Painting Smell and Odor Q&A
Be sure to scroll down... there may be more than one question on this page!
I want to paint my baby's room but I don't want to have the fumes that paint gives off. I heard that there is something you can put in the paint to get rid of the fumes. I'm not sure if it's a few drops cooking oil or not, and I don't want to ruin my paint if it's the wrong thing to do. If there is anything else that can do the trick, I'm all ears!
Many paints contain additives known as VOC's... volatile organic compounds. They have a variety of functions from being the primary solvent in oil-based paints, making the paint brush or roll on more smoothly and to increasing drying speed.
VOC's don't stay in the paint, but evaporate as the paint dries and are released into the air. They have been connected with some health and environmental concerns so your apprehension, especially around an infant, is warranted.
Fortunately for the health-minded, a growing number of paint manufacturers sell paints that are low VOC and low odor. There is no additive that I am aware of that can lower the VOC level of a paint... maybe mask it, but not lower it. So put the olive oil away and head over to your local paint store!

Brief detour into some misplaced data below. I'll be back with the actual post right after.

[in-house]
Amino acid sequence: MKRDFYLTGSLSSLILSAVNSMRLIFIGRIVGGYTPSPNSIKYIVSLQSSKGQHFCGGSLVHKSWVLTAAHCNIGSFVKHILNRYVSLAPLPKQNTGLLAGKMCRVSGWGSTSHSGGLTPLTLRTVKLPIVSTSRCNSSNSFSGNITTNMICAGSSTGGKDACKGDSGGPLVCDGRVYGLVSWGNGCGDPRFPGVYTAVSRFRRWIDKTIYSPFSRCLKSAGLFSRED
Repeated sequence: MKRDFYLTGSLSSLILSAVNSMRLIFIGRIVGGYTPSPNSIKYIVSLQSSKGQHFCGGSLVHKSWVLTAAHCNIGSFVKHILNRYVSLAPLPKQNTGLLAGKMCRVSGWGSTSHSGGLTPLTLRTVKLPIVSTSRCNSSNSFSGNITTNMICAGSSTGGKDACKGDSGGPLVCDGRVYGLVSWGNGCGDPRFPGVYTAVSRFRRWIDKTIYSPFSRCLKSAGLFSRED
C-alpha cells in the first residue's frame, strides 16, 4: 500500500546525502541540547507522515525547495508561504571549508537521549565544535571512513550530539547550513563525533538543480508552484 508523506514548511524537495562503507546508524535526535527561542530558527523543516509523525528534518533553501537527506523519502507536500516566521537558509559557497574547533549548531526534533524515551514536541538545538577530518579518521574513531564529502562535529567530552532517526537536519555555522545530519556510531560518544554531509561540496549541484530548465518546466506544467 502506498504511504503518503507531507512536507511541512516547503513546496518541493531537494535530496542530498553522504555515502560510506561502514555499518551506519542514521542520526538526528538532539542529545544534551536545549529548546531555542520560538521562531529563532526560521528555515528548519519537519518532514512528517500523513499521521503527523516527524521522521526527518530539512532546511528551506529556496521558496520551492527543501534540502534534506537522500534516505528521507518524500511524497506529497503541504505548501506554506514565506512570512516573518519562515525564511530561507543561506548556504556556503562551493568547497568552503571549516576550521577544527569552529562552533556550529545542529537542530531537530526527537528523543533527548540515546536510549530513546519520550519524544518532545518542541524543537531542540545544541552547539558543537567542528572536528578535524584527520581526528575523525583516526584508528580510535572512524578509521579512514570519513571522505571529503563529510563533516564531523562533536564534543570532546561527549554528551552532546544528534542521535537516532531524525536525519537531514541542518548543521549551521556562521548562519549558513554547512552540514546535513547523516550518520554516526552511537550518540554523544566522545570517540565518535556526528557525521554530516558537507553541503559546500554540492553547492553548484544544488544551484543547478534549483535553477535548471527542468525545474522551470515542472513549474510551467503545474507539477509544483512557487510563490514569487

Concerning the person who wrote about
paint odors, here is a suggestion. After the paint dries, adding
ventilation fans will reduce the "smell in the air." I
have found another way. Take a saucer of water and put in half of
a peeled onion, cut side down, in the saucer and add a little
water. I don't know why it works. All I know is it does. The smell is gone really fast.
Bigger rooms use two saucers of onions.
Interesting solution... brings tears to my eyes! (P.S. I'll have to try this myself.)
A handy tip. I have found that adding 1/8 teaspoon of clear vanilla extract (real stuff) to a gallon of paint will limit the bad paint odors, although probably not the VOC's.
Always liked vanilla smell over onion. Wonder which works best? Hmmm. Anyway, you are correct... eliminating odor is one thing. Eliminating the VOCs... volatile organic compounds... from a paint can only be accomplished by purchasing paints with low VOCs to begin with. The effects, of course, can be reduced by adequate ventilation.
Unfortunately, the toughest stain-sealing jobs such as smoke, tobacco and water spots are still best accomplished with high VOC primer-sealers. Water-based products are getting better but still have a way to go... in my opinion.